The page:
8. Feb 19, 2016 #7
    Thanks Jedishrfu,
    I like building models before deriving maths ... But maths saves time and injuries... I must get back to developing proofs before playing.
    I can probably simulate this with kangaroo physics in grasshopper where I developed my model.
    The great thing in grasshopper is the evolutionary parametric design will fit so well with "AI" models.

    A bifurcating bridling (or just a progressively thicker single bungee) is essential for the greater load at higher upper levels.
    There is an aggregate stabilising effect on individual kites in tether networks. (..from sketchy results of my own tests and simulations)
    I work from home as a house-husband-mad-scientist-inventor-dad. You don't get to fund big lab experiment results in this job.
    Bridling in kite lattice networks allows lift from more than 1 kite to be used cumulatively.
    That's why I reckon on splitting to a greater number of bungee at higher levels.
    And why I'm proposing to do some serious lifting with kite networks.

    My kites seem bonkers. Many people struggle to believe what they're seeing.
    My Daisy stack kites spin round whilst tied to my e-bike, the bike outputs ~150w latest rig on an easy day.
    Not a very impressive figure... but potentially scalable because of the soft structure. ( fast rigid wings would output a lot more power)
    I share my designs as open source hardware... The book is Springer Airborne Wind Energy 2016.
    I have only submitted a chapter. it's in the last round of peer review ... so hopefully my prototype report is included in the book.
     
  9. Feb 19, 2016 #8
    Thanks for taking time to play numbers mfb. YOU STAR!
    An ever increasing factor e of material thickness per height sounds right. (My maths has gone shakey and rusty now. Must revise)
    You start with 1kg/380km and end up with 1kg/38m. Have I understood that right... It sounds very lightweight for a bungee weight to support 1kg @ 320g bottom of catapult and 1kg/38m top of catapult?
    Kites (even at 10km) can still have a huge pull on their line. Literally tonnes of pull.
    I'm going to blindly argue that there is a realistic way to do this.
     
  10. Feb 19, 2016 #9

    mfb

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    If the whole cable accelerates in a uniform way, with 1 kg of payload attached. But there is no way to accelerate the whole cable so fast.
    If you need the cable to act as spring, that does not work, and you get the 1040 figure, which would need more than the mass of Earth (and also lead to ... ehm... space problems).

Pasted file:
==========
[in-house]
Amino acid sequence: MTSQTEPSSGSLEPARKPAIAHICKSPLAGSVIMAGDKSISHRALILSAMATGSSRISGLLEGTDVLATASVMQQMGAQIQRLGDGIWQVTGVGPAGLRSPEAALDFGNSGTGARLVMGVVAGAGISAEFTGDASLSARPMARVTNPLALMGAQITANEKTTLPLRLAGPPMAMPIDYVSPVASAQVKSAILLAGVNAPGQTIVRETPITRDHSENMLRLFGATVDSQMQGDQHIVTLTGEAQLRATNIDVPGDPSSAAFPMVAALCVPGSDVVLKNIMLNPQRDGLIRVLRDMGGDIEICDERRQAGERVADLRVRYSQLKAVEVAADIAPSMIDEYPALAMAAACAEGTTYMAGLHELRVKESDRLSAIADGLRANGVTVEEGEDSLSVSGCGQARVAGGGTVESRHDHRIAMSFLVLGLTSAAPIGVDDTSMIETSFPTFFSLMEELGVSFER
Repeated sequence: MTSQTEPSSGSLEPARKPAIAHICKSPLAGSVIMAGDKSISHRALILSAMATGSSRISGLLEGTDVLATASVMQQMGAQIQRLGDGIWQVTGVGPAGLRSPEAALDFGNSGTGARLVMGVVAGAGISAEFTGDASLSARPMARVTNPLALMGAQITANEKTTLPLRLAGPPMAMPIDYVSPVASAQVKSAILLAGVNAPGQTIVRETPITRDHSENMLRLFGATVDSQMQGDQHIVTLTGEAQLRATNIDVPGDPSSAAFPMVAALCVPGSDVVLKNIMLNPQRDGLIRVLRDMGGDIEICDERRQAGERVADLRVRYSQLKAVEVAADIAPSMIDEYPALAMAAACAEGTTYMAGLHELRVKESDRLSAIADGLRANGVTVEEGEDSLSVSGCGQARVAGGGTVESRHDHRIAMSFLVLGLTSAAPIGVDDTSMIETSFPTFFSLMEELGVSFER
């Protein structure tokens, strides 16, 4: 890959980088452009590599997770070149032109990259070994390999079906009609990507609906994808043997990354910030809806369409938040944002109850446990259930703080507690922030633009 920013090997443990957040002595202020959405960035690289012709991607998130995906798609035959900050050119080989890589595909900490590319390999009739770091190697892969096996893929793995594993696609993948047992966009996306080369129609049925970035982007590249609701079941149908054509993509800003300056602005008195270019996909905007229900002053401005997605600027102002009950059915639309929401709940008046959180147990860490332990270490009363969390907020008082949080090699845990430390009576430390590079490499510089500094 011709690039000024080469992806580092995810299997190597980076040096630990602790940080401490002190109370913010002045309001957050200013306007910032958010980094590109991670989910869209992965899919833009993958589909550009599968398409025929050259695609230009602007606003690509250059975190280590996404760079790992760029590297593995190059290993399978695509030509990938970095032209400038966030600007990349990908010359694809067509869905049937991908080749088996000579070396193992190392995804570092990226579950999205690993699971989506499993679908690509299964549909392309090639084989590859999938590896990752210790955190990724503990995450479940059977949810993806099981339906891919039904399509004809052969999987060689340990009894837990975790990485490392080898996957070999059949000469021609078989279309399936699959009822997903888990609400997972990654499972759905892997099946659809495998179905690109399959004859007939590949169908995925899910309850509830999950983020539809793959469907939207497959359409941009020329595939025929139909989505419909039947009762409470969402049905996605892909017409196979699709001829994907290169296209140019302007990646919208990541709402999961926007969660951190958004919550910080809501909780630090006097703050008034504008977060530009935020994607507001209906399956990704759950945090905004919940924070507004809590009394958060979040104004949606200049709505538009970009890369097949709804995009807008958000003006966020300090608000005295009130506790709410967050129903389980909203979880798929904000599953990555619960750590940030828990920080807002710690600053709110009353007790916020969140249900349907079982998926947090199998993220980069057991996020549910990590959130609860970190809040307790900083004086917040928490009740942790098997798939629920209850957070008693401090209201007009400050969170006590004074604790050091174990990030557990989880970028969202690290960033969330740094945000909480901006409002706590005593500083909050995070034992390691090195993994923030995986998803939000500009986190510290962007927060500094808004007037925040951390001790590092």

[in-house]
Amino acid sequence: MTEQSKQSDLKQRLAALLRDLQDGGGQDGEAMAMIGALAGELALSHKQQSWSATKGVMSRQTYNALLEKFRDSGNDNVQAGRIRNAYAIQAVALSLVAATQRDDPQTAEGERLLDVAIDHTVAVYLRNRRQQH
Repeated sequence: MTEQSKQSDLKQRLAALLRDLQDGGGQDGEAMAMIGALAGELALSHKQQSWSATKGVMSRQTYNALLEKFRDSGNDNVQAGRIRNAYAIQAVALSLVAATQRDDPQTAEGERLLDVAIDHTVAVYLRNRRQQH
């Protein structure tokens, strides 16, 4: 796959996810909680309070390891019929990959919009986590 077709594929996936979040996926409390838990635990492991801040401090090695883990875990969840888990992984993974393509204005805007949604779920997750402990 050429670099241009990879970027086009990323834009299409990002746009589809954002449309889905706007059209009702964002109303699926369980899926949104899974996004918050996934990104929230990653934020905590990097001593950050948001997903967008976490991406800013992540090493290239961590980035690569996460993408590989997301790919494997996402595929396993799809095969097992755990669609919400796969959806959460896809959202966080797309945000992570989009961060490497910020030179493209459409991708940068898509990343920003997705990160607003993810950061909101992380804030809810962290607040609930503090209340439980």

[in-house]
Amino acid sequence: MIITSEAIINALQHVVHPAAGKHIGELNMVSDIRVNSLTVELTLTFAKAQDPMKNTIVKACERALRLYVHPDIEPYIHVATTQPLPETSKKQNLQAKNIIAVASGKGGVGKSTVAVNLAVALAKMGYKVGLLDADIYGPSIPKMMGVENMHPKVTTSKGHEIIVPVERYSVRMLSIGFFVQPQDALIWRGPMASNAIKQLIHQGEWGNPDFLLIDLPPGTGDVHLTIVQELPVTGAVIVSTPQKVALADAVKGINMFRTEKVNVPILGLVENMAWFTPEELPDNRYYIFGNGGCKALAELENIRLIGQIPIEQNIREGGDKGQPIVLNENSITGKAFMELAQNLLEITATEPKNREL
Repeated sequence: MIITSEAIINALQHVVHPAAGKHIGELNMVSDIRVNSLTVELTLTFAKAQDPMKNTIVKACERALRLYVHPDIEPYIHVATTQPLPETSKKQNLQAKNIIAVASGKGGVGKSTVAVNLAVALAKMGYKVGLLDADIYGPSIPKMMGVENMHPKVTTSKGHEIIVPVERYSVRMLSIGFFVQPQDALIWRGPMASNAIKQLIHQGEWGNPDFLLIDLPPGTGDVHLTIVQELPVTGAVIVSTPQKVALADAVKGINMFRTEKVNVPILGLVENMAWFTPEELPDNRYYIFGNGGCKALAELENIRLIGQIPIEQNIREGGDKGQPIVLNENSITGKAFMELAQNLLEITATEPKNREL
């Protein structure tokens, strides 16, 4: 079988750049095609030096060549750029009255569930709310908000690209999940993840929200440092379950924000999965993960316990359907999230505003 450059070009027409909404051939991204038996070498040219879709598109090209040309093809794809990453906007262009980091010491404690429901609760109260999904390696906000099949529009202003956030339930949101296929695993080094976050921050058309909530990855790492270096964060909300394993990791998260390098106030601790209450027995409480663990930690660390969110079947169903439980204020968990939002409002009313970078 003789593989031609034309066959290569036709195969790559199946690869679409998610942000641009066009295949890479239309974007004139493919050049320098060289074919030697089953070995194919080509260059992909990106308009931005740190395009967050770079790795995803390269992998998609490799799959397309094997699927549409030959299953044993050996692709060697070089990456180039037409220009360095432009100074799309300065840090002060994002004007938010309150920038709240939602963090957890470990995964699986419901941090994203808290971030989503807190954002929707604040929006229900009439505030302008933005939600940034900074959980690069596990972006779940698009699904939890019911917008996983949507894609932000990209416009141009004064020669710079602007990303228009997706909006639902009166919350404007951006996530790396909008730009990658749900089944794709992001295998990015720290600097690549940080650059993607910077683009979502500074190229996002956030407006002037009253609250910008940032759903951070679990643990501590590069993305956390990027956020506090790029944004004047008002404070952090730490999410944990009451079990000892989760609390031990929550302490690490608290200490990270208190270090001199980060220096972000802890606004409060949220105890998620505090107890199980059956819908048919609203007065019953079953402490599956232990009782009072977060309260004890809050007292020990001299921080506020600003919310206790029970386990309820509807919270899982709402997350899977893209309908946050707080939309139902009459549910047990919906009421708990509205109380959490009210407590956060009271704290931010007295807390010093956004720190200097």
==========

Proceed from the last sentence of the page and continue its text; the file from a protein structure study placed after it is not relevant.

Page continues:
11. Feb 19, 2016 #10

    jedishrfu

    Staff: Mentor

  12. Feb 20, 2016 #11
    Here's a really good factsheet on dyneema.
    You really wouldn't want a 10km acceleration distance of dyneema. The forces really would be massive.
    The lashback when that stuff snaps is scary. I've seen it throw anchors past my head to twice the length of the rope.
    Free breaking length 378 km
    Axial tensile strength 3.6* GPa
    Axial tensile modulus 116* GPa
    Axial compressive strength 0.1 GPa
    Axial compressive modulus 116 GPa
    Transverse tensile strength 0.03 GPa
    Transverse modulus 3 GPa
    Transverse compressive strength 0.1 GPa
    Elongation at break 3 – 4 %
    Work to break 45 – 70 MJ/m3

    But best of all if you stretch it really tight.....
    ACOUSTIC
    Sonic velocity (axial) 10000 - 12000 m/s
    Sonic velocity (transverse) 2000 m/s
    Could you ride a wave induced on the rope at high speed?

    In the original question I was looking to stretch a 5km elastic to 10km.
    Surely with multiple bungies arrayed around like a troampoline sheet ..
    or even arrayed like stacked trampoline sheets .... then we wouldn't need such a long acceleration length.
     
  13. Feb 20, 2016 #12

    mfb

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    Not in any way where the rope would help.
    A shorter acceleration length means even more acceleration, and an even shorter effective breaking length, so your tapering needs to be stronger. The result is the same - you still need the tapering ratio of 1:10000, if everything accelerates uniformly, and some astronomical number if the cables itself act as springs. And instead of 1 kg payload, you suddenly have to accelerate a ton to some astronomical number worth of cables. You gain nothing.
     
  14. Feb 25, 2016 #13
    I'm sure riding a rope wave vertically (despite being inefficient...) is possible. Have you ever played with a rip stick? replace the wheels with ratcheting pulleys over the rope and it should ride a wave on a taught line.
    That aside... (It's kinda fun but a bit nonsense)

    What I was asking earlier, I don't think I made it clear...
    Using mfb 's logic ... we can come up with an appropriately tapered single line bungee, which can launch launch with a given acceleration.
    It is simple to array single line bungees around in a cone shape. For each comparable bungee you would have another 1x the acceleration available.
    If 1 x bungee alone is too mad... surely an array of bungees of reasonable size can do the job.

    I'm still going to blindly claim that there is a resolution of those parameters (using a large network of kites (or mountains if you insist on solid lifting structure) to stretch multiple bungees) which allows a rock to be flung from Italy to Iceland. 3241km needs ~5.6km/s release
     
  15. Feb 25, 2016 #14
    What an awful film.
    It's more than a hobby now. I'm making kites with intent.
    Not sure there is a direction, but there is some purpose.
    Latest Test
     
  16. Feb 28, 2016 #15

    mfb

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    I don't see how, unless you use techniques that you could use without the wave as well.
    I think I made clear in all my posts that it is not possible to reach orbit with that. Not even close.
    It cannot, for reasons explained above. All the calculations assumed you have the optimal numbers everywhere and it still did not work out.
     
  17. Feb 29, 2016 #16
    Thanks mfb,
    I'm prone to being very optimistic with kites.
    Can you provide / do you still have the calculations you used for completeness please?
     
  18. Mar 1, 2016 #17

    mfb

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    They are all in the thread, the steps in between should be clear.